Dear Struggling Pastor: An Open Letter to Leaders in a Storm

Leadership, Personal Development

Dear Pastor friend,

Storms will savagely barrage against your ship sometimes.

Famines will ravage through the fields of your ministry sometimes.

God will feel distant sometimes.

The deafening silence when you need a Word is as loud in the raging storm as it is in the barren desert.

From my experience and observations, our tendency as pastors when we’re going through great challenges is to project strength to our brothers, and then pull back and isolate away from them.

For many pastors, the loneliest place in the world can be a crowded district conference or sectional event when their soul is under attack. But many pastors who are struggling won’t even make it to those gathering places. They have convinced themselves that it’s better… safer… to be alone.

There is an unspoken demand that a pastor must never show weakness… not to his own congregation, and Lord forbid to another minister. This devilish lie is strategically driven into your mind by your Enemy to isolate you away from your network of strength and encouragement.

I’m reminded of Elijah, running from his people… running from his enemies… and running from God. There in an isolated wilderness, God sent ravens to bring him meat to revive him.

Had Elijah driven those birds away like many broken pastors drive their friends and leaders away, he would have wasted away alone and defeated… like many pastors you know of. 

When people reach out in your struggle, don’t push them away. They don’t come with pity, most likely they just come with compassion. They may or may not have any clue what’s happening in your life, but just felt a nudge from God to send the text, or make the call.

  • Every leader goes through times of discouragement. Every single one.
  • Every leader faces struggles they have no idea how to get through. Every leader.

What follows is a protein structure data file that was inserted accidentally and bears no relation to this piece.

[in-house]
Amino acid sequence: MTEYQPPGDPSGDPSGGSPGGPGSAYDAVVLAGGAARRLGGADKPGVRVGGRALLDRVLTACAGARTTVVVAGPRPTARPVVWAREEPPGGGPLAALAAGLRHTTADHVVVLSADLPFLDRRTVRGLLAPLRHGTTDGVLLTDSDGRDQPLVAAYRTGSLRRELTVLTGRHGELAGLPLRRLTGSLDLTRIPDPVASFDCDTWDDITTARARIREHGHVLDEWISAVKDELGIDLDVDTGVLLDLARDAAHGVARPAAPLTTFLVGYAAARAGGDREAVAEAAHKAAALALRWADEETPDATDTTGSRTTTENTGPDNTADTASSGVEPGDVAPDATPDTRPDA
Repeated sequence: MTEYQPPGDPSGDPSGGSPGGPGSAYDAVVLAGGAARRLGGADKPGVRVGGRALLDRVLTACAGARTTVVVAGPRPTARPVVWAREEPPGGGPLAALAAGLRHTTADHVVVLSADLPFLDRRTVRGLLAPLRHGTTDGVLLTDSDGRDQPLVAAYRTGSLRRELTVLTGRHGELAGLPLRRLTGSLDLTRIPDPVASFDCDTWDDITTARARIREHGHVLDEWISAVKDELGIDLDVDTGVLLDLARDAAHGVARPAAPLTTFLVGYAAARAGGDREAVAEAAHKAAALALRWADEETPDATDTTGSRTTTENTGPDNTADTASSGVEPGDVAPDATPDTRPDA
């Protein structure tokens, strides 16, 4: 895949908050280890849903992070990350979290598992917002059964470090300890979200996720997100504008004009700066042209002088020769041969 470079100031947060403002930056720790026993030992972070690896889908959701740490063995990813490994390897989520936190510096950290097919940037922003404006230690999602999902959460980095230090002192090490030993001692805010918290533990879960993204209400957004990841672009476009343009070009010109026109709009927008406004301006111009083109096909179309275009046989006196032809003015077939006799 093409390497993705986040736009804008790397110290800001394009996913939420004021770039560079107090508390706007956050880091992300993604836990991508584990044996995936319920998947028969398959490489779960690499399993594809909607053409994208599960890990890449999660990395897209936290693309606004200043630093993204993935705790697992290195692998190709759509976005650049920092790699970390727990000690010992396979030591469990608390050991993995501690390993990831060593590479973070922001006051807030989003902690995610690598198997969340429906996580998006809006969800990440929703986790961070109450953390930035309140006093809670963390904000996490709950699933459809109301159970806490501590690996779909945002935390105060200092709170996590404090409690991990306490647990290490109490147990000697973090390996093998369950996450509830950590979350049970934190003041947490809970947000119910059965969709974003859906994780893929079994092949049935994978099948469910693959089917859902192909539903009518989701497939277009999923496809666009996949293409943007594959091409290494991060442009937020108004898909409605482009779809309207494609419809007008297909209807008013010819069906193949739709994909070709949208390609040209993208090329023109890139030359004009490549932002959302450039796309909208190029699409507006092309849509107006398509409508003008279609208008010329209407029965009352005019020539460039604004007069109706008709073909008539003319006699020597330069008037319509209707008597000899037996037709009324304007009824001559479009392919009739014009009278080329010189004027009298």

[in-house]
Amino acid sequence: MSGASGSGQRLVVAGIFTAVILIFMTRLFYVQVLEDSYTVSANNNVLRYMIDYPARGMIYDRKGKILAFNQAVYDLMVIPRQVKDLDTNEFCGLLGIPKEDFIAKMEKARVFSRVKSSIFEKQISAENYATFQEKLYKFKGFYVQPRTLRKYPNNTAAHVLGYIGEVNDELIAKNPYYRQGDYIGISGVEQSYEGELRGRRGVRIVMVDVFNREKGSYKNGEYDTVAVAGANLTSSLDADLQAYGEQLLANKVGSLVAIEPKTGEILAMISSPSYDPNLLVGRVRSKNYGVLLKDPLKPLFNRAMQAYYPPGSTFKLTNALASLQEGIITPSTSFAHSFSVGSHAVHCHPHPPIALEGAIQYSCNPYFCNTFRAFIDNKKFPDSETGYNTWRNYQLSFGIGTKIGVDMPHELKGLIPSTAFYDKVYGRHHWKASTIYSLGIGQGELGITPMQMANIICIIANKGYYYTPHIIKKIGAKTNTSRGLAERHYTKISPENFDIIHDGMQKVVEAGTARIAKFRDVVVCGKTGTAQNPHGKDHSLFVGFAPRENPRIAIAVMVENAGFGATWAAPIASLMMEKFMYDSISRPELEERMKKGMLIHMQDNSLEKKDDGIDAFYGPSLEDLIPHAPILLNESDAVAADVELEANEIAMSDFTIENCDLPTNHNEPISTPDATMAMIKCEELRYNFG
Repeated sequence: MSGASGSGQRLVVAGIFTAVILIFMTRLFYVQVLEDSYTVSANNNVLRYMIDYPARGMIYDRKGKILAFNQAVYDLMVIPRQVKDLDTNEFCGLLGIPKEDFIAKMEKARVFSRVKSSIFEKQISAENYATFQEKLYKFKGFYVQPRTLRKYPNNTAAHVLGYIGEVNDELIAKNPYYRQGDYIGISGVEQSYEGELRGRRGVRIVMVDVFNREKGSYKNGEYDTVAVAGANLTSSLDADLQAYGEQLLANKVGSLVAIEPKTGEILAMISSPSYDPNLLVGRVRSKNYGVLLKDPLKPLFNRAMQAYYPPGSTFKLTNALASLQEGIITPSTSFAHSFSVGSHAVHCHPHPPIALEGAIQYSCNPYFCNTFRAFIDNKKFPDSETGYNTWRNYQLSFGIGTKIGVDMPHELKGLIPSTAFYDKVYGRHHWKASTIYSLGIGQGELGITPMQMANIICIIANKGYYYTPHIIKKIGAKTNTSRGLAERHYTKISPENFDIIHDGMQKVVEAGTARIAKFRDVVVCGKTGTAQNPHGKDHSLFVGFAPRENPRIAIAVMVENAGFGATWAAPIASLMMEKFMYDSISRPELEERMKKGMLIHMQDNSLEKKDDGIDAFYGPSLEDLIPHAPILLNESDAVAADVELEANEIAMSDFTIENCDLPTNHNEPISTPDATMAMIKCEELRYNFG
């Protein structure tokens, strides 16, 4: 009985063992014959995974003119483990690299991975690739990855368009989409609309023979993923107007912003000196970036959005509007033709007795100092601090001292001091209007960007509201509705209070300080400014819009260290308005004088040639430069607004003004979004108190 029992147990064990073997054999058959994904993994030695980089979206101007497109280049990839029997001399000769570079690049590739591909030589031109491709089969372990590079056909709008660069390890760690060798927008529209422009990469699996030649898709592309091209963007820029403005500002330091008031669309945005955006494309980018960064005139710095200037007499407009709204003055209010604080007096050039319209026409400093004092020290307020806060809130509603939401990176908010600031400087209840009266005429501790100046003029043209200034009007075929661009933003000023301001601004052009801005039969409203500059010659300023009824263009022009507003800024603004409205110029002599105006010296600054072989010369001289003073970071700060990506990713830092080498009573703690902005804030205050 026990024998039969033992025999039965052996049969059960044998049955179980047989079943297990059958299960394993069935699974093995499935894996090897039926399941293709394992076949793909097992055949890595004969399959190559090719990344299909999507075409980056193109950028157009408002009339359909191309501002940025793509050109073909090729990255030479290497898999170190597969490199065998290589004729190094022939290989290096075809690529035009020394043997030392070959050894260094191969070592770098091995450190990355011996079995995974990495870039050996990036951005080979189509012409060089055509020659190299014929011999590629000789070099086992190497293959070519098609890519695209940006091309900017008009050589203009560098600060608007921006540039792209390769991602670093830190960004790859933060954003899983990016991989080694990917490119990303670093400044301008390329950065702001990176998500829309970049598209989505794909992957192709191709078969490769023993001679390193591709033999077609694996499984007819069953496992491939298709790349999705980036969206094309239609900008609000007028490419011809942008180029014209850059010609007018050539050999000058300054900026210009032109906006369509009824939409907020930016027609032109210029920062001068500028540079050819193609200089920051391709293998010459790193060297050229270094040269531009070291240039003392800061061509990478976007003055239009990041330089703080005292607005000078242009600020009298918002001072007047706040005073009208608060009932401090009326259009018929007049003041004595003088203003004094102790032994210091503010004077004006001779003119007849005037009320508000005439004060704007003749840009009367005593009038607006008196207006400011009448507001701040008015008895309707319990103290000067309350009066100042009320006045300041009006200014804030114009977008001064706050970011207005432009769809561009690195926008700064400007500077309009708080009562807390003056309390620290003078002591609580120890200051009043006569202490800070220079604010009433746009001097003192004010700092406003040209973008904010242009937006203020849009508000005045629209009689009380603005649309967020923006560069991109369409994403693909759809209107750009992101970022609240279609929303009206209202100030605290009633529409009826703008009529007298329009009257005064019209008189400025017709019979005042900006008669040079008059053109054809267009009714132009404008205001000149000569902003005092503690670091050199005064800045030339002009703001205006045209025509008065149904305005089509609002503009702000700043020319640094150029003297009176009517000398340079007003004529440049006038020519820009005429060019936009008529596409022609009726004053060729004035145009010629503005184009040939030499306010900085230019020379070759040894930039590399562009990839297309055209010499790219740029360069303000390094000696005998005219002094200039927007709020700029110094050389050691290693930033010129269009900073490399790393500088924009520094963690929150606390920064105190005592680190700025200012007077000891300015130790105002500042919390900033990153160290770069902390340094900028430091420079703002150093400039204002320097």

• Every leader has their plans unravel before their eyes sometimes, and sees years of labor disintegrate from problems out of their control sometimes. Every single one.

What makes them different from you? Nothing, in regards to circumstances and storms.

The only thing that may be different is that some trusted God when the ravens came.

  • Some nurtured friendships before the storm arrived so that there were extra shoulders to bear the load.
  • Some determined to stay connected within their friends network and attend rallies and fellowships and conferences.
  • They built barns for fellowship and sharpened sickles of relationship, and maintained bridges of advice, because they knew their tendency to get alone when tragedy strikes.

If I were a begging man, I would beg you…

No forget that… I AM a begging man! Paul said it well, “I beseech you therefore brethren, by the mercies of God…”

  • …to pick up the phone when the call comes, or just make the call yourself. To not respond to the text with a simple “thanks”, but instead ask for time over coffee.
  • I beseech you to let your weakness show a little so your brothers can help bear your burden.
  • I beg you to trust God enough to let him send ravens of brotherhood in your wilderness.

I’m tired of watching ministers leave the harvest. I’m sick of seeing broken pastors leave their churches. I’m so tired of seeing good men travel alone through the shadowy valleys. I’m sick of a system that shames vulnerability and wags heads at “failure”.

So get up. Connect with the body. Determine that this storm isn’t the end… that this desert is just a place in between the promise and the fulfillment, and that you’re not going to walk through it alone.

At some point, when you neglect the ravens long enough, they’ll forget you’re there. You have to do something about that.